Yesterday was my first chance to get to the Regent Street store to pick up my phone and return the loaner. Given the extent of the damage, I wasn’t expecting a repair to be possible but, impressively, it was. Apple told me it had been fixed, and checking the serial number confirmed it.
The iPhone 8 is a very nice phone …
As I said last time, the screen differences seem to me to be overplayed.
So, in a couple of days of use, which of the differences has really stood out? I’ll start with one difference that really hasn’t: OLED versus LCD displays. To be honest, I think this has been massively overblown. Apple’s LCD screens have always been excellent, and the iPhone 8 one is no exception. There hasn’t been a single moment when I’ve looked at the iPhone 8 screen and missed the iPhone X one – or even noticed any difference at all.
I mentioned two differences I noticed right away: a small one and a big one. The small one was the second rear camera, while the big one was Face ID.
There is one iPhone X feature I miss massively – and that’s Face ID. To me, the difference is night-and-day. Somewhat for unlocking the phone. Swiping up on the iPhone X can be done very casually, and Face ID unlocks instantly; having to position a thumb on the Touch ID button feels clunkier in comparison.
But much more for apps. I use Face ID with my banking apps, for example, and on the iPhone X I just open the app, briefly see the Face ID unlock confirmation and I’m in. It’s absolutely seamless, and the feeling is as if there’s no security step at all.
Tap to Wake
But it turned out there was another really small-sounding difference that I missed way more than I expected: Tap to Wake. I cannot tell you how many times I tried to switch on the iPhone 8 by tapping the screen.
Of course, Tap to Wake needs Face ID anyway, but it was the combination I missed rather than just Face ID itself.
Another thing was storage. While it initially looked like I was only using 56GB, that turned out not to be the case. Once I started re-downloading my offline Spotify tracks, the 64GB storage of the loaner was soon full. (I use Apple Music as my primary music service, and Spotify for tango music – the latter has a much better selection, and it stops tango messing up my Apple Music recommendations.)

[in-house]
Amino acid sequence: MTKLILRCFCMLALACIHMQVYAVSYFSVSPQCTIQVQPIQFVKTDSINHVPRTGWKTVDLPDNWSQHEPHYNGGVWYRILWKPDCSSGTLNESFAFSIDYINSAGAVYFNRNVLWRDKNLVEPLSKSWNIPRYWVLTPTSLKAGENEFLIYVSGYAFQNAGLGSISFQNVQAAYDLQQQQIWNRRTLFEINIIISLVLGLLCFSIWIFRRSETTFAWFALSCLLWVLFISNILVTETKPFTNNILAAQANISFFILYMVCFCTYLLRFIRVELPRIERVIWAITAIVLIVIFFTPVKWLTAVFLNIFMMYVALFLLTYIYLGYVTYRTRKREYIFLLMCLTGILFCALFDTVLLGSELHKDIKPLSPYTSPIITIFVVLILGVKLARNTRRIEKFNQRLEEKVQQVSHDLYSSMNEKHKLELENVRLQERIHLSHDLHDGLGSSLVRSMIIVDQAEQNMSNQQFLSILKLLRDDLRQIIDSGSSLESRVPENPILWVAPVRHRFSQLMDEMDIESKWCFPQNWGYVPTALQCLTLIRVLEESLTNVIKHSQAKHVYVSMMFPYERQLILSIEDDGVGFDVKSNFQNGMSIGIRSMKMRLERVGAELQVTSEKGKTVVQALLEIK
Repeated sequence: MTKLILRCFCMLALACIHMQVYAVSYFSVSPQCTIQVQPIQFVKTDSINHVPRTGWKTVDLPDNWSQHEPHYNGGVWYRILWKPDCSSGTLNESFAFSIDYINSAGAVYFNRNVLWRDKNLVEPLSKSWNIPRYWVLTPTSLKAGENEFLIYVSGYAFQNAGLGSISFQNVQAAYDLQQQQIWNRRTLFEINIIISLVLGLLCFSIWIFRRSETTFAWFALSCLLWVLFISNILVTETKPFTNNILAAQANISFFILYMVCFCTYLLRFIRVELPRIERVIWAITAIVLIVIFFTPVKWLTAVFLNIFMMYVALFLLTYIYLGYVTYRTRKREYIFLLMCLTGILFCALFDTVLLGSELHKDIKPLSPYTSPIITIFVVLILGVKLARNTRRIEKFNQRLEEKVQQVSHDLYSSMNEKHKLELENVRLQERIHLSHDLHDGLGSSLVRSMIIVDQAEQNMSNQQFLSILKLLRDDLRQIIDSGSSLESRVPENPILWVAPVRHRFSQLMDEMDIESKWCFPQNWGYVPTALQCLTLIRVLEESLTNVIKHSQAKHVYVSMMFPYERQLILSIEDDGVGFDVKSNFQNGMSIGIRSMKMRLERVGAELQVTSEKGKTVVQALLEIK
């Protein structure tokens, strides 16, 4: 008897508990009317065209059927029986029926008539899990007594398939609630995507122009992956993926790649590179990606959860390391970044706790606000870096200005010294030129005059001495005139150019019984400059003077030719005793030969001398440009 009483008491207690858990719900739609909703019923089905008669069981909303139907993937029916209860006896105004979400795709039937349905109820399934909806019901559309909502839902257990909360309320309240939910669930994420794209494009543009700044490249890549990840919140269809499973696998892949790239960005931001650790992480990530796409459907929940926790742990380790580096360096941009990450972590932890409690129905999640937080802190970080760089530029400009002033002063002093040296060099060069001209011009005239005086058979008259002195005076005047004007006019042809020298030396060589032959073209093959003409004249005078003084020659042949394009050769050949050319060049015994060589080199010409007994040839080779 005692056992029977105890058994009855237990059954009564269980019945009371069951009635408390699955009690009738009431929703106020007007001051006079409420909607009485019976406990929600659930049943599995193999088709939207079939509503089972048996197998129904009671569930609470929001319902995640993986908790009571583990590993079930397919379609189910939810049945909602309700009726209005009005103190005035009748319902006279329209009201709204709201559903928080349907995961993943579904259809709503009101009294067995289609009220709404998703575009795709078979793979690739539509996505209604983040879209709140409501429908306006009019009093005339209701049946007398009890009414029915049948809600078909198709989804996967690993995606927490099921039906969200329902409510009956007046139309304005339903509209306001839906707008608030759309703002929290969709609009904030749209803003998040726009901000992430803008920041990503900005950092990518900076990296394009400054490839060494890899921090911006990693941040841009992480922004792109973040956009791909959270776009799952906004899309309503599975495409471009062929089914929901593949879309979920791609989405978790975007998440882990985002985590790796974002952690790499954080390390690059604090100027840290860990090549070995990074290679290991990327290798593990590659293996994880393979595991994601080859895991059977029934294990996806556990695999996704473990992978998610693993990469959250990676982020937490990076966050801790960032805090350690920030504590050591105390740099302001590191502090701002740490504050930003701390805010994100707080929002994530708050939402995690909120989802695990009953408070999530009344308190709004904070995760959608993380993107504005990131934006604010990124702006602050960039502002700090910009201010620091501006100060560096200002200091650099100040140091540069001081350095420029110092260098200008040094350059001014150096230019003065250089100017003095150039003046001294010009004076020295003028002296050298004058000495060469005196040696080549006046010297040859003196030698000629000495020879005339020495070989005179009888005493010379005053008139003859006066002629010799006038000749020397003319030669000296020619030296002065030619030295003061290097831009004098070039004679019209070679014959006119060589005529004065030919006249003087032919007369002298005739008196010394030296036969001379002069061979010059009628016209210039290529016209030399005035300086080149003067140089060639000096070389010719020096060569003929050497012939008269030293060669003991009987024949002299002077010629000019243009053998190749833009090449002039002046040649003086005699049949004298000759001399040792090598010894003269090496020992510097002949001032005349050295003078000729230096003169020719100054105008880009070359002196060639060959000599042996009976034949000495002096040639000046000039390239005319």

Diagnostics check on loaner
Interestingly, Apple carried out the same, thorough diagnostics check on the loaner phone I returned as it did on my own phone. I guess partly to ensure there’s no hidden damage, but I suspect it’s also to stop people swapping out a loaner with a counterfeit phone, or replacing genuine internal parts with third-party ones.
I didn’t mind the time it took, as I was in any case waiting for my own phone to restore on the store Wi-Fi, but it’s interesting that Apple sees this step as a necessary precaution.
One feature request
The repair meant that I needed to restore my phone twice from iCloud backup: once to the loaner phone, and again when mine was returned. In both cases, I was heading out straight afterwards, so restoring from iTunes wasn’t practical.
An iCloud restore is, of course, quite slow. There’s the initial part of the process, where you see only a progress bar and can’t use the phone for anything else, and then it becomes usable as it continues to redownload your installed apps. That side of things can take a long time.
In theory, an iCloud restore allows you to prioritize the apps you want downloaded first: you just tap on them. In practice, however, this doesn’t work well – it continues to simultaneously download multiple apps, and on slow wifi that can be annoyingly slow.
I needed fairly immediate access to Facebook Messenger to send a message (Messenger is the new email for many people …), but had to wait a frustratingly long time to get it. What I’d like is the option to maybe long-press an app and have iCloud pause everything else in order to download only that app, resuming the rest of the restore once it’s done.
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